UCAR statement on nomination of Barry Myers to head NOAA

BOULDER, Colo. — The University Corporation for Atmospheric Research (UCAR) congratulates Barry Myers on his nomination as administrator of the National Oceanic and Atmospheric Administration (NOAA).Myers is CEO of AccuWeather and a leader of the American weather industry. He lent important support for the Weather Research and Forecasting Innovation Act of 2017, which emphasizes subseasonal to seasonal weather prediction — a priority for business and community leaders who need more reliable forecasts of weather patterns weeks to months in advance.His nomination, announced today by the White House, comes at a critical time as the United States works to strengthen its resilience to severe weather events and regain global leadership in the field of weather prediction."From my years of working with Barry, I know he appreciates the importance of re-establishing U.S. preeminence in weather prediction," said UCAR President Antonio Busalacchi. "I look forward to hearing Barry’s plans to improve weather forecasting through partnerships among government agencies, private companies, and the university community. As we have seen from the recent hurricanes, timely and accurate forecasts are critical for evacuating residents and protecting lives and property, as well as strengthening our economy and safeguarding national security.”In addition to running the National Weather Service, NOAA engages in weather and climate research and operates weather satellites and a national environmental data center. The agency also works to better understand and protect the nation's coasts, oceans, and fisheries.  

UCAR statement on nomination of Walter Copan to head NIST

BOULDER, Colo. — The University Corporation for Atmospheric Research (UCAR) congratulates Walter Copan on his nomination as undersecretary of commerce for standards and technology and director of the National Institute of Standards and Technology (NIST).Copan, an expert in technology transfer and intellectual property, is president and CEO of Colorado-based Intellectual Property Engineering Group. He previously served at the National Renewable Energy Laboratory and at Brookhaven National Laboratory, leading technology commercialization and R&D partnerships."Walt is a widely respected scientist, innovator, and administrator with extensive experience in moving research to the market where it can benefit society," said UCAR President Antonio Busalacchi. "His knowledge of weather, climate, and space weather will foster new areas of cooperation between NIST and the Earth system science community."NIST is a measurement standards laboratory that promotes innovation and industrial competitiveness. The NIST Cybersecurity Framework provides guidance to organizations on reducing cybersecurity risks.UCAR is a nonprofit consortium of more than 100 colleges and universities focused on research and training in the atmospheric and related sciences.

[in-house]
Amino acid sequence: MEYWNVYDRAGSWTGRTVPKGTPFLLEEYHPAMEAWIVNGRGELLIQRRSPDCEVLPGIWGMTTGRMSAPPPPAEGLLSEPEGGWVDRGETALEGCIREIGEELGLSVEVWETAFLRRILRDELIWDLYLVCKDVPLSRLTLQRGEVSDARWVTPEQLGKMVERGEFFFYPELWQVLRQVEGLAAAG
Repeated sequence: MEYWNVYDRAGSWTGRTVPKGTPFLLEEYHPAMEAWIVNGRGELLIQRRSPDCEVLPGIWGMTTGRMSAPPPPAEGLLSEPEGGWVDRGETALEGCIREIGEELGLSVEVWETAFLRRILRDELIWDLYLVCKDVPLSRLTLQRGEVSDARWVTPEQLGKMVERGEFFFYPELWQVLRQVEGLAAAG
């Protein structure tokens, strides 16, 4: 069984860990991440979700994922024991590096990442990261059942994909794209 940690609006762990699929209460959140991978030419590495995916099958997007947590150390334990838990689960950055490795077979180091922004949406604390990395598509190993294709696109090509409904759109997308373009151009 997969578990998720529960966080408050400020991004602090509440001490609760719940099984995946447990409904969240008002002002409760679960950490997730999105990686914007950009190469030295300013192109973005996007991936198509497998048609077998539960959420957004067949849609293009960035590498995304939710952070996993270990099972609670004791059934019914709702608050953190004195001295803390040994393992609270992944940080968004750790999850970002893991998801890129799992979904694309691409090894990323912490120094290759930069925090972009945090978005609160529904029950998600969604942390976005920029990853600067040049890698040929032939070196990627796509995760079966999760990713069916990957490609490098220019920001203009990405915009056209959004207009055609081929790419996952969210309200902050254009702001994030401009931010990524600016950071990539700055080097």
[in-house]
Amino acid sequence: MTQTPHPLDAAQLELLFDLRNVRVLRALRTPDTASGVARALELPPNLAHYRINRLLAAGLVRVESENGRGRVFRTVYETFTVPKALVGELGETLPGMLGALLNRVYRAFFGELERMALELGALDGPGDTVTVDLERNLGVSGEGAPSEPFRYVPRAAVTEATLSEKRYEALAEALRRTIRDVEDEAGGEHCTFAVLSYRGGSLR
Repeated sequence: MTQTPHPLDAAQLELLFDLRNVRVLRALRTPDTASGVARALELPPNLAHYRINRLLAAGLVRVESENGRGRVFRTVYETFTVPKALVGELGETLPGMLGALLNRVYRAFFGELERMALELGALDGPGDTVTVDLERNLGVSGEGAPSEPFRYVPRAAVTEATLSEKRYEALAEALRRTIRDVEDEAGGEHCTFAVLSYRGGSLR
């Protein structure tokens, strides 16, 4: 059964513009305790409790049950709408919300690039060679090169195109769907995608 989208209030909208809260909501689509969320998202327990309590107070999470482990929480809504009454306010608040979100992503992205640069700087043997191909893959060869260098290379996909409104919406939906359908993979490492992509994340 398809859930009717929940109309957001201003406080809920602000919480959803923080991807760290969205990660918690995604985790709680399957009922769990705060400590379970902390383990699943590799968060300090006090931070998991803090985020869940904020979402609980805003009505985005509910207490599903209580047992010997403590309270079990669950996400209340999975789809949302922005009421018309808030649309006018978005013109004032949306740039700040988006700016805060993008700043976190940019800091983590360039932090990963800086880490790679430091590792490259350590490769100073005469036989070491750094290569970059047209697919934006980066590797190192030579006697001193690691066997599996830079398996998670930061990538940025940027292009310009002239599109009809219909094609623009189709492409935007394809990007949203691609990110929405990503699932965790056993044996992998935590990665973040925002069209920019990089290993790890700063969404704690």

UCAR statement on nomination of Rep. Jim Bridenstine to lead NASA

BOULDER, Colo. — The University Corporation for Atmospheric Research (UCAR) congratulates U.S. Rep. Jim Bridenstine on his nomination to serve as administrator of NASA.Bridenstine, a pilot in the U.S. Navy Reserve and former executive director of the Tulsa Air and Space Museum and Planetarium, won election to Congress in 2012 to represent Oklahoma’s 1st Congressional District. As a member of the House Science, Space, and Technology Committee, he has played a leading role in supporting weather research, including passage of the Weather Research and Forecasting Innovation Act of 2017."In the two times I testified before his congressional committees, it became quite apparent to me that Rep. Bridenstine is a true champion for the weather community,” said UCAR President Antonio Busalacchi. “We appreciate his deep understanding of the importance of improved weather prediction for the U.S. economy and national security, as well as for protecting lives and property. As someone who worked for NASA for 18 years, I look forward to Rep. Bridenstine's confirmation hearings and learning about his plans for the agency, including his support of Earth observations and research that are so essential for understanding our planet's weather and climate."In addition to running the nation's civilian space program, NASA operates a fleet of satellites and observation campaigns to learn more about our planet through the Earth Observing System. Its research also focuses on advancing understanding of the Sun, solar system, and the universe.UCAR is a nonprofit consortium of more than 100 colleges and universities focused on research and training in the atmospheric and related Earth system sciences.